A Typical Day at ICDE

Morning

Morning Class Recipe: Veal Marengo
Program: Professional Diploma in Culinary Arts (Double Diploma)
Level: Level 2 – Intermediate French cuisine
Duration: 4 hours (half-day)

Veal Marengo: Recipe’s historical background

Marengo is a small Italian village in Piemonte, where Emperor Napoleon Bonaparte won a historical battle against the Austrian army on June 14th 1800. After the battle, as Napolon was getting hungry and the camp running low on food supplies, Napoleon’s chef Dunand quickly improvised a recipe with the few food ingredients that were still available in storage. He fried a chicken in olive oil with with tomatoes and garlic, and served it with fried eggs, crayfish and bread croutons. Napoleon loved it.

Over time, Dunand modified his recipe, as chicken became veal, mushrooms replaced the crayfish, and the fried eggs gave way to glazed onions and white wine… Napoleon kept enjoying the dish, and the original “Marengo sauce” remained untouched, as a hommage to Napoleon’s victory. 

Veal Marengo – Morning Class Schedule:

8:55-09:00
Hygiene and sanitation preparation (hand-washing, uniform inspection)

09:00-09:05
Students prepare their working station and small equipment

09:05-09:15
The Master Chef instructor explains the recipe of the day, Veal Marengo, introducing the historical background for the recipe, and the relevant lexicon in French and English.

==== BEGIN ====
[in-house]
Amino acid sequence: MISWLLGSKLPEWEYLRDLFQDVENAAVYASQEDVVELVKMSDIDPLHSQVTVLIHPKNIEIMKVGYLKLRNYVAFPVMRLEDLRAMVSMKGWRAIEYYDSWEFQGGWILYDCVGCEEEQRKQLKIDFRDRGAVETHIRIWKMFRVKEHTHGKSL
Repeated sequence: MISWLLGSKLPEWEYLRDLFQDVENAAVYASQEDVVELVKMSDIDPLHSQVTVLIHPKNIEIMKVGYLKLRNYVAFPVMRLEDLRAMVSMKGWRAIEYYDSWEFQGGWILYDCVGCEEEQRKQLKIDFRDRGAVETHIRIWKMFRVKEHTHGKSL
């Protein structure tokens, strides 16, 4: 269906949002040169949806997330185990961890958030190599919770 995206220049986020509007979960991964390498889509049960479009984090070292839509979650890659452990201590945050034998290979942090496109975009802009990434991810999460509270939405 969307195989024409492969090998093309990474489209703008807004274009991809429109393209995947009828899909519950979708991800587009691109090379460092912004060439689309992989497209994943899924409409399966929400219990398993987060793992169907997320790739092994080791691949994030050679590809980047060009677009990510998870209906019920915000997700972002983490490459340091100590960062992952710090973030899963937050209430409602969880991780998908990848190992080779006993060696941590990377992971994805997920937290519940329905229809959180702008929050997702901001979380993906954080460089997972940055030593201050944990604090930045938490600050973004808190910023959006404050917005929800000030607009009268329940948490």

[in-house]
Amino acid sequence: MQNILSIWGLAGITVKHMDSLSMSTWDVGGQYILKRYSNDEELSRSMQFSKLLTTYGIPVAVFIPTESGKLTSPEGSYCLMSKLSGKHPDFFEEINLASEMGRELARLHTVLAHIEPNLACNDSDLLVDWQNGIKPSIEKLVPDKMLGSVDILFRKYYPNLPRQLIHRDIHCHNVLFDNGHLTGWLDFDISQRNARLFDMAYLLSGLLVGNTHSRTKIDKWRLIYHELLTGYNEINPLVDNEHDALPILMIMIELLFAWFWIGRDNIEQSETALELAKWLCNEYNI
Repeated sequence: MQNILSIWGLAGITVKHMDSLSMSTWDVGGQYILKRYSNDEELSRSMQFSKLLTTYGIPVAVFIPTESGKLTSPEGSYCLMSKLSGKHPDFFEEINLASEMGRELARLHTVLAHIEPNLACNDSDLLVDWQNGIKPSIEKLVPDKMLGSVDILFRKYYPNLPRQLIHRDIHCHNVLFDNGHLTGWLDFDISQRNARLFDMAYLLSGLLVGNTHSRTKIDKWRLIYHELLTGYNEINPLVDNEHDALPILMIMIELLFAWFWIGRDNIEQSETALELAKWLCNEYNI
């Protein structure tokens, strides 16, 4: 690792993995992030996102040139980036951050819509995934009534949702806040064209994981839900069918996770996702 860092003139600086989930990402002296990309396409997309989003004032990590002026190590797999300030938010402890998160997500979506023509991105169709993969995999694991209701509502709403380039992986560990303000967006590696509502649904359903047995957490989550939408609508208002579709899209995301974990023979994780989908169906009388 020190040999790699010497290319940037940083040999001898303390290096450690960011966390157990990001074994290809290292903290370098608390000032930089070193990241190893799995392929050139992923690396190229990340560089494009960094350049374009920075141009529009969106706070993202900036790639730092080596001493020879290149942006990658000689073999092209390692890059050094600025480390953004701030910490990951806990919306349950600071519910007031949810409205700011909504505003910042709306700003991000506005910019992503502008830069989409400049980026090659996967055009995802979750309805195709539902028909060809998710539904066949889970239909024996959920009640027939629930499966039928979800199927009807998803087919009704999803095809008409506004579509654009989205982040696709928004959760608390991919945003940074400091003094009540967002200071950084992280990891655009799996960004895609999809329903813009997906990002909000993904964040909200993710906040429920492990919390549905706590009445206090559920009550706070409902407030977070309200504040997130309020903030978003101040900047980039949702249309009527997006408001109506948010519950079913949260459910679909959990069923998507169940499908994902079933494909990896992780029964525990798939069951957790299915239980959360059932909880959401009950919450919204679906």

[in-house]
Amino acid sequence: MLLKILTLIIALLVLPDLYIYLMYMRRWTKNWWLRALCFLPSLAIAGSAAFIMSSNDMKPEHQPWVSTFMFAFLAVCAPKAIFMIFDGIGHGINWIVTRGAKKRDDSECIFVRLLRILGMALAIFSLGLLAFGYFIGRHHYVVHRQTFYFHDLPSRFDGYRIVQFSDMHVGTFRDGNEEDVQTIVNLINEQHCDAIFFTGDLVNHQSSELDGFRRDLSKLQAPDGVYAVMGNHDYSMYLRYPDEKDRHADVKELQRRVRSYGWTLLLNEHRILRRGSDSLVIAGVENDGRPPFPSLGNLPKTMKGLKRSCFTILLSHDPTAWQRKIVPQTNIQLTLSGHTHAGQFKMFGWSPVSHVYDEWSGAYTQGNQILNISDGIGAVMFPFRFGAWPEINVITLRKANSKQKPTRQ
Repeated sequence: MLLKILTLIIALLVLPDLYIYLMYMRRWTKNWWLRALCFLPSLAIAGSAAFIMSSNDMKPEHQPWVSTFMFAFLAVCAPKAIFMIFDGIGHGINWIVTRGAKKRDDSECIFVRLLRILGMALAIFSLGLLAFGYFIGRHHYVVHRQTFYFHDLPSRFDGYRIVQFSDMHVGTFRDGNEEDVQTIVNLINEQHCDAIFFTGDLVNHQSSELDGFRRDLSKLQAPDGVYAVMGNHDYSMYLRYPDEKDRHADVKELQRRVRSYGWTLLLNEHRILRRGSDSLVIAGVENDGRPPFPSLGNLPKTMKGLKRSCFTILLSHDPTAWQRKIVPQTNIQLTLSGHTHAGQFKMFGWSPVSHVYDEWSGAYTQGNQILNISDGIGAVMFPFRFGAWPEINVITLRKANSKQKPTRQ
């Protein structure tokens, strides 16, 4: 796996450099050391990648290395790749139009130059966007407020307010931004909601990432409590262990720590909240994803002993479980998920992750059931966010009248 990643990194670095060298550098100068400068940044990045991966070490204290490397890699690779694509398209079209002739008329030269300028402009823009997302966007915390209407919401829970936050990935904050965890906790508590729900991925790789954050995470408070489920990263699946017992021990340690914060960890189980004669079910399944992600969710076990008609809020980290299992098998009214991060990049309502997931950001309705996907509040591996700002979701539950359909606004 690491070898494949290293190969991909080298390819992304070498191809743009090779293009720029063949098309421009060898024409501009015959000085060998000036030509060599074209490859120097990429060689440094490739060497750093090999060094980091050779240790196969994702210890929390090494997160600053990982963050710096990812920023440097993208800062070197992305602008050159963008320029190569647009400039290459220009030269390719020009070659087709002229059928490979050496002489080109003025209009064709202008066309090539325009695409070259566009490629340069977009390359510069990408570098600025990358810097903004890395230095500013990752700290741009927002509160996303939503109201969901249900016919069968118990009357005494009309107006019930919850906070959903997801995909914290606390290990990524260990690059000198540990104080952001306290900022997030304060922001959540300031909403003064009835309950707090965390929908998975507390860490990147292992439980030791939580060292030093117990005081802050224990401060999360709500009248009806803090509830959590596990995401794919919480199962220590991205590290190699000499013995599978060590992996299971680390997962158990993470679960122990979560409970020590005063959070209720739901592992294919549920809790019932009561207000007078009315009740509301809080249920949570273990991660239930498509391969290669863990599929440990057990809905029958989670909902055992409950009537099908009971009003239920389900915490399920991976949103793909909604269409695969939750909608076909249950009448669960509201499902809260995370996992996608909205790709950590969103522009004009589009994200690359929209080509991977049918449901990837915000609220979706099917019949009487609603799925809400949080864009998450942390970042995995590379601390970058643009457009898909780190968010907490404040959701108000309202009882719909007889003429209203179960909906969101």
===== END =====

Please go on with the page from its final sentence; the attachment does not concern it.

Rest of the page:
09:15-09:30
The Master Chef instructor explains the theory and practical use for the veal cutting charts, including a discussion on differences between the charts’ standards in France, the UK and the USA.

09:30-09:40
Culinary demonstration by the Master Chef-Instructor: how to trim the veal shoulder and cube it in 50 grams size.

09:40-09:55
Student practice: repeating the veal shoulder trimming, with support and supervision from the Master Chef-Instructor and assistant Chef-Instructors.

09:55-10:00
Students clean their working station.

10:00-10:15
Master Chef instructor demonstration: preparing the aromatic garnish for the Marengo “ragout” sauce (using white wine, tomato paste, flour, onions, garlic, parlsey, “bouquet garni”, brown veal stock).

10:15-10:45
Student practice: preparing the garnish under the Master Chef instructor supervision.

10:45 – 11:15
Master Chef instructor demonstration: setting the “ragout” veal Marengo to cook. 

11:15 – 11:45
Student practice: set the veal to cook, under the Master Chef instructor supervision.

11:45-12:00
Master Chef instructor demonstration: preparing the Marengo side dish (curved “Cocotte size” potatoes, turned mushrooms, brown-glazed pearl onions, round bread croutons).

12:00-12:30
Student practice: preparing the Marengo side dish.

12:30-12:40
The Master Chef instructor demonstrates and explains plating design choices (discussing potential alternatives), according to volumes, color and textures.

12:40-13:00
Students plate their own dishes, and the Master Chef instructor goes on to taste and analyze each dish together with the student, followed by comments and grading on the student’s individual notebooks.

Techniques learned/covered in the morning class session:
  • Brown veal stock
  • Make a saute in a sauce (“ragout”)
  • Knife-handling and cutting techniques: chopping, ciseling, curving, turning and cutting “Mirepoix” style